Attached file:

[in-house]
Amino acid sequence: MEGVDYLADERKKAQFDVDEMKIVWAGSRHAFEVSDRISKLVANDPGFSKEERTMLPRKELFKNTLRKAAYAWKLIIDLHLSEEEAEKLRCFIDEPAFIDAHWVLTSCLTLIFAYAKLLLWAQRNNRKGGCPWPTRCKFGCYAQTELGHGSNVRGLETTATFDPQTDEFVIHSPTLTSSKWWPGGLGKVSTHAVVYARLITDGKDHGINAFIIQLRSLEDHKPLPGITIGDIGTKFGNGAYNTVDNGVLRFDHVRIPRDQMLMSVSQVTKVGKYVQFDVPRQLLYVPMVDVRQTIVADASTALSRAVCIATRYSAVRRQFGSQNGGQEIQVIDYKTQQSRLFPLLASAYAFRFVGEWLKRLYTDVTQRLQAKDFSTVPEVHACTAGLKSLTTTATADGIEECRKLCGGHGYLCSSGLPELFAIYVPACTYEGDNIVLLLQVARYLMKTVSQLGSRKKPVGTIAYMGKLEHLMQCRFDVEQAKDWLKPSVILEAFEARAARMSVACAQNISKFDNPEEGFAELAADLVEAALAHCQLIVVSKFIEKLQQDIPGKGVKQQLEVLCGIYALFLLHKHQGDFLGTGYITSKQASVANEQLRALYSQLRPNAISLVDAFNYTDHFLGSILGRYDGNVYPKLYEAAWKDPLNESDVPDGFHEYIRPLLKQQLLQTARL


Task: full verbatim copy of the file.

[in-house]
Amino acid sequence: MEGVDYLADERKKAQFDVDEMKIVWAGSRHAFEVSDRISKLVANDPGFSKEERTMLPRKELFKNTLRKAAYAWKLIIDLHLSEEEAEKLRCFIDEPAFIDAHWVLTSCLTLIFAYAKLLLWAQRNNRKGGCPWPTRCKFGCYAQTELGHGSNVRGLETTATFDPQTDEFVIHSPTLTSSKWWPGGLGKVSTHAVVYARLITDGKDHGINAFIIQLRSLEDHKPLPGITIGDIGTKFGNGAYNTVDNGVLRFDHVRIPRDQMLMSVSQVTKVGKYVQFDVPRQLLYVPMVDVRQTIVADASTALSRAVCIATRYSAVRRQFGSQNGGQEIQVIDYKTQQSRLFPLLASAYAFRFVGEWLKRLYTDVTQRLQAKDFSTVPEVHACTAGLKSLTTTATADGIEECRKLCGGHGYLCSSGLPELFAIYVPACTYEGDNIVLLLQVARYLMKTVSQLGSRKKPVGTIAYMGKLEHLMQCRFDVEQAKDWLKPSVILEAFEARAARMSVACAQNISKFDNPEEGFAELAADLVEAALAHCQLIVVSKFIEKLQQDIPGKGVKQQLEVLCGIYALFLLHKHQGDFLGTGYITSKQASVANEQLRALYSQLRPNAISLVDAFNYTDHFLGSILGRYDGNVYPKLYEAAWKDPLNESDVPDGFHEYIRPLLKQQLLQTARL